Based out of Chennai's Kodambakkam area, Tamil movies have always had their own flavour, but it never was uniquely Tamil. All the film studios out there have traditionally been at least bi-lingual, i.e., Tamil and Telugu, or even tri- and quadra-lingual, to include the odd Hindi and Kannada flick they used to make. It is only recently that they've been becoming mono-lingual, what with the Telugu and Kannada movie industries having moved to Hyderabad and Bangalore respectively. Even there, there's been some cross-linguistic fertilization; Ramoji Film City outside Hyderabad is fast becoming a center for Telugu and Hindi movies.

Collaborations between Hindi, Tamil and Telugu movie-dom is, essentially, the story of the Great Indian Movie Magic in a nutshell, as personified in the life-story of LV Prasad, a "pampered" child of landed gentry from somewhere deep in the Godavari delta, who having gone to Bombay to find his fortune, works his way up from being an errand boy, to having starred in the first ever movies in Hindi, Telugu and Tamil, Alam Ara, Bhakta Prahalada and Kalidas respectively, and in due course, establishing a huge movie empire.

Curiously, all three movies were apparently shot in the same sets - I suppose there are only so many royal-style sets you can make, whether for Parsi fiction, Hindu mythology or historical biopics - and all were seemingly were blockbusters: if "police aid had to be summoned to control the crowds" for Alam Ara, for Kalidas,
"When the film reels were brought to Madras, thousands gathered at Madras central railway station and followed the reel box to Kinema Central. Crowds showered rose petals, broke coconuts and burnt incense in the procession of the reels of the film, all along Walltax Road from the railway station [...] Tamil magazine Sudesamitran wrote a favourable review for Kalidas on 29 October 1931 even before the film was released."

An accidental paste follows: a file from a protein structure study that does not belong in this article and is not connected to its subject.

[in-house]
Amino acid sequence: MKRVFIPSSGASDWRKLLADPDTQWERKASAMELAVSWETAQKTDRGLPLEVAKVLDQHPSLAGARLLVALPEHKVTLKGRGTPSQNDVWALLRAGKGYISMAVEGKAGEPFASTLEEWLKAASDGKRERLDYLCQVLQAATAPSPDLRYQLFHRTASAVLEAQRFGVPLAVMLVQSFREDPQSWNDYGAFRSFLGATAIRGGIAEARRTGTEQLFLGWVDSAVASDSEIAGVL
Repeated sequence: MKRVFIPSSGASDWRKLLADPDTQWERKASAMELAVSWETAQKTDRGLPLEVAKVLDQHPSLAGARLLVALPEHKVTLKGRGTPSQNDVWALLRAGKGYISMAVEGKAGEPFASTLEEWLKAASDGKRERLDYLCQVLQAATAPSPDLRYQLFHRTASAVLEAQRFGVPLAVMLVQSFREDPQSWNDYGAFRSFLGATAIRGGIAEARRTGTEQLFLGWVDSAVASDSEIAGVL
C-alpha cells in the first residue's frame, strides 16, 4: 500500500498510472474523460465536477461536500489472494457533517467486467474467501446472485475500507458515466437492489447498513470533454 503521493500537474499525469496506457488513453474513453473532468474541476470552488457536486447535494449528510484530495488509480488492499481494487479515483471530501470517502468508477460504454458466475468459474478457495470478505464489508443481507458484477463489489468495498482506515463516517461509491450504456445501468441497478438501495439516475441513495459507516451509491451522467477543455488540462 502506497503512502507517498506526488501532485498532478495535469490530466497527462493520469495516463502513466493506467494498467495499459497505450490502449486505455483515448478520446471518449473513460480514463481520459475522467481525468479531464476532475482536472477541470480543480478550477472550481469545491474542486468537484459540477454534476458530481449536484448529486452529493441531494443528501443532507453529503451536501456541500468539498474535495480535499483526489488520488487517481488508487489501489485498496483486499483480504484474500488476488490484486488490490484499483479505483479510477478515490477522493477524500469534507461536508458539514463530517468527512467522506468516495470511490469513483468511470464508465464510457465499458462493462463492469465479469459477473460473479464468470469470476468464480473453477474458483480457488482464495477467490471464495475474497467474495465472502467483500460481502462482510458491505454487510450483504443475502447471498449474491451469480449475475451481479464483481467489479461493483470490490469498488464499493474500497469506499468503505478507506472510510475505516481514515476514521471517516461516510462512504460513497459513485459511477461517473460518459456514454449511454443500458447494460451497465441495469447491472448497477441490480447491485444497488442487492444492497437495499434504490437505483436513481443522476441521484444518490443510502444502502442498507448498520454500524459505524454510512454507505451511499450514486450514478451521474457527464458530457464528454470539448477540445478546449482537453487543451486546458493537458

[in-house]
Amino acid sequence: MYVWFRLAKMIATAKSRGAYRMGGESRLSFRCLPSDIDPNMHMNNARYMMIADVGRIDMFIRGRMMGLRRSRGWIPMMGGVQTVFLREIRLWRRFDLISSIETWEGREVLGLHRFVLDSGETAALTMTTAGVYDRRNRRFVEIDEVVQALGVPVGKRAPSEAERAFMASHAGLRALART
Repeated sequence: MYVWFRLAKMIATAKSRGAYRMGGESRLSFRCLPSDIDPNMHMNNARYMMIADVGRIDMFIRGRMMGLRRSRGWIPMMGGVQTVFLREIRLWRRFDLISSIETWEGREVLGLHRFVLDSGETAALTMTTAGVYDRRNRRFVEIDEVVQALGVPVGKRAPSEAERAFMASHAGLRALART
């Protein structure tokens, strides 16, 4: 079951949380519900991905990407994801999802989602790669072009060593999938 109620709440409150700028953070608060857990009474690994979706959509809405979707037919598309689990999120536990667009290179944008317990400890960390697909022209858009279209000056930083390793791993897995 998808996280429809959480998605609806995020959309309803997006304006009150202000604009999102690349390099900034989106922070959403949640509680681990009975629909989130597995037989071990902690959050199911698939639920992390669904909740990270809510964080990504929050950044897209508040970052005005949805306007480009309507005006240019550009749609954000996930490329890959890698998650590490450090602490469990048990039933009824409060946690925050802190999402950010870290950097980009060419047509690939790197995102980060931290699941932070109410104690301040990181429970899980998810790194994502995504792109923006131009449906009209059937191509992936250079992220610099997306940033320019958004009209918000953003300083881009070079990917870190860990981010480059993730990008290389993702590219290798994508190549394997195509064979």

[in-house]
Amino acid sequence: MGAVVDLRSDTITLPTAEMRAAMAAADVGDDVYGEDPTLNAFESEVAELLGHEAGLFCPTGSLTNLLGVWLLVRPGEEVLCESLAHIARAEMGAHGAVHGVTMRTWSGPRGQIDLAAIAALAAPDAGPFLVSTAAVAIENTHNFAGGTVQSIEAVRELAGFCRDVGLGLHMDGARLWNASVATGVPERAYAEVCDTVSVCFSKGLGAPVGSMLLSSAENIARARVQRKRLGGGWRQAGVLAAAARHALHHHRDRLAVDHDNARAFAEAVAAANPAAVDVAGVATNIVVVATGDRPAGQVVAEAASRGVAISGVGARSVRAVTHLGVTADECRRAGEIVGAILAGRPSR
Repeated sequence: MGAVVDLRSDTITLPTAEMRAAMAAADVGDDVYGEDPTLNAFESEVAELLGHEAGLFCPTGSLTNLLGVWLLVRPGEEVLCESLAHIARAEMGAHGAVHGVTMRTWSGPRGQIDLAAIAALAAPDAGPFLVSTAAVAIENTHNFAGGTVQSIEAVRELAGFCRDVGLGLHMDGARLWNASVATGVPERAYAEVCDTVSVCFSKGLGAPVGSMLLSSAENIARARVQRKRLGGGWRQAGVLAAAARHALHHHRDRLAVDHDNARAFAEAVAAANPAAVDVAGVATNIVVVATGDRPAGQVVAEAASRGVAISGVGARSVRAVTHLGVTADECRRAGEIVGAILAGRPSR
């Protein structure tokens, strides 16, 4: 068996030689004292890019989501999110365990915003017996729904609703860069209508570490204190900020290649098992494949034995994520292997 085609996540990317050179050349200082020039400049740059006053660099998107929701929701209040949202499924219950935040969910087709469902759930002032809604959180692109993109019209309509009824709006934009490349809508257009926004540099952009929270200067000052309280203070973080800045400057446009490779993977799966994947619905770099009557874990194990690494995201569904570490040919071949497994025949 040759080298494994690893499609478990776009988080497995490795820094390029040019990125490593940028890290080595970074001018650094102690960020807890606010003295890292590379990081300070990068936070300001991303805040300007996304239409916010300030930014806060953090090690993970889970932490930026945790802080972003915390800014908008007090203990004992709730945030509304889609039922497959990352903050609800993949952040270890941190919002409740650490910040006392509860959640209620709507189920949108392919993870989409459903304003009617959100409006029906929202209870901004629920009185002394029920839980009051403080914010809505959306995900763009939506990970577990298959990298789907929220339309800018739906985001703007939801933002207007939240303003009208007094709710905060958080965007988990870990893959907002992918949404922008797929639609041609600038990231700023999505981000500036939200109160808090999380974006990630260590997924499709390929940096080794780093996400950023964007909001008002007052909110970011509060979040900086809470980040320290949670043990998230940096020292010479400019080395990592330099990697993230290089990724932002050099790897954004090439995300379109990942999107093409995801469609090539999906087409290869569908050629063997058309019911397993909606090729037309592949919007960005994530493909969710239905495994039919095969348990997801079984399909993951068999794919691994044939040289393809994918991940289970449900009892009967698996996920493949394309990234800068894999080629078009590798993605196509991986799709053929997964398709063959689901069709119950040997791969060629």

All three were heavy on music; while Alam Ara had hit songs "recorded live with musical accompaniment of a harmonium and a tabla", Kalidas had fifty songs in Tamil, Sanskrit, Telugu and Hindi, everything ranging from (the Sanskrit poet)Mahakavi Kalidas' own original Sanskrit compositions to "Vande Mataram and one featur[ing] the hero singing songs on Gandhi while spinning the Charkha in prison". The hero spoke to the heroine in Telugu, who replied in, and presumably sang in, Tamil, while the temple priest, played by LV Prasad, apparently replied only in Hindi.

So the answer to the question everyone might have been wondering - how did Tamil movies become so over-the-top? - the answer is, they haven't. If anything, they're more realistic now. They don't have processions from the airport to the theaters in Singapore anymore, only coconuts, incense and paalabhishekam - ritualistic cleansing of pictures with milk - in front of Rajnikanth's cutouts at the theaters. And yes, the police still needs to be called in, not just in Chennai, but also KL, Singapore and New York. :)

(All quotes from the movies' respective wikipedia articles)
posted by the cydonian at 10:21 PM on January 6, 2013 [1 favorite]


Prasad Labs, iirc we sold them their first ever kit of Silicon Graphics Iris workstations ... OMC Computers were the first, only and last specialized IT firm in them those days, serving up CAD/CAM in such indigenous flavours as DraftPak before unlocked copies of AutoCAD killed the market and the company.
posted by infini at 10:28 PM on January 6, 2013


cydonian, reading that wiki link on Enthiran makes me curious about the political undercurrents involved here, what with Kalanithi Maran's production, Dengzongpa and the Bachchan bahu's roles et al... fascinating line up.
posted by infini at 10:32 PM on January 6, 2013